Rockstar. ..

While Jake was admitted for a fever, which became the first priority, we were still concerned that the pressure was not being controlled like we’d hoped.  Dr. S. researched a little deeper,  and though very unlikely,  it was possible it could siphon out too much cerebrospinal fluid. What are the odds? Jake had already been referred to as the 1: 1,000,000 kid, but could he be that unlucky?  Dr. S. reached out to Dr. F., who had performed the surgery. “Impossible, there’s no way that shunt malfunctioned.”  There were infectious disease teams looking for infection,  dermatologists looking at his rash  (which perplexed everyone who saw it), physical therapists, chaplains, social workers,  pulmonologists, and the hospitalists coming in and out all day long. Jake was growing weary of it. It was late January by now, and he wasn’t any better than before. Finally we got angry. We were tired of waiting, tired of no answers, tired of watching Jake suffer… Dr. S. stopped by late one afternoon , and again we discussed the possibility the pressure was too low. Instead of going home for dinner, he prepared for a spinal tap. We watched and hoped for a normal reading.  There was no reading…he could not get a single drop to come out. Our fear seemed likely- he’d been lying there for 3 weeks with no cerebralspinal fluid… 3 days later, on a Friday afternoon- just before another long weekend- Dr. F. showed up to adjust the shunt. Dr. S. said loud enough to hear, “You’d think you were a Rockstar…I’m glad you finally graced us with your presence. “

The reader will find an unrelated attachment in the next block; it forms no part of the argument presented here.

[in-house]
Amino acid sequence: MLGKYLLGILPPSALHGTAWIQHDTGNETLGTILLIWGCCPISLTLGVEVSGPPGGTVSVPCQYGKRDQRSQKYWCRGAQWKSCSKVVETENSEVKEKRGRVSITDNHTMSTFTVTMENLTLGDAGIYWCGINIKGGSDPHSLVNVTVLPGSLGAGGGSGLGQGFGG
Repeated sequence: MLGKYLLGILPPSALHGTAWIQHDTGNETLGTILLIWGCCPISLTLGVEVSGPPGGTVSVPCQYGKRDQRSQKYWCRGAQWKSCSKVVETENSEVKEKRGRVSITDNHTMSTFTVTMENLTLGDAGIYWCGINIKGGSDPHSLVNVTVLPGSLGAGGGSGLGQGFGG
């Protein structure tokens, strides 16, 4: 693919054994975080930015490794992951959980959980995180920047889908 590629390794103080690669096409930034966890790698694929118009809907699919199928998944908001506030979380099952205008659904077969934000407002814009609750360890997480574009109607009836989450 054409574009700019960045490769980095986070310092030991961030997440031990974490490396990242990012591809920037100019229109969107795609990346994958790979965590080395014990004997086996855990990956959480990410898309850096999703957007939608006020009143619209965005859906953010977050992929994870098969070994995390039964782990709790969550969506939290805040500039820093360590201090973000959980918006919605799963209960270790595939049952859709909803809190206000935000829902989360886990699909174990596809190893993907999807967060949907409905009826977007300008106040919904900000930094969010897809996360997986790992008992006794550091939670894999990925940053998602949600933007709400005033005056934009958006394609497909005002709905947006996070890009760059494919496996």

Leave a Reply

Your email address will not be published. Required fields are marked *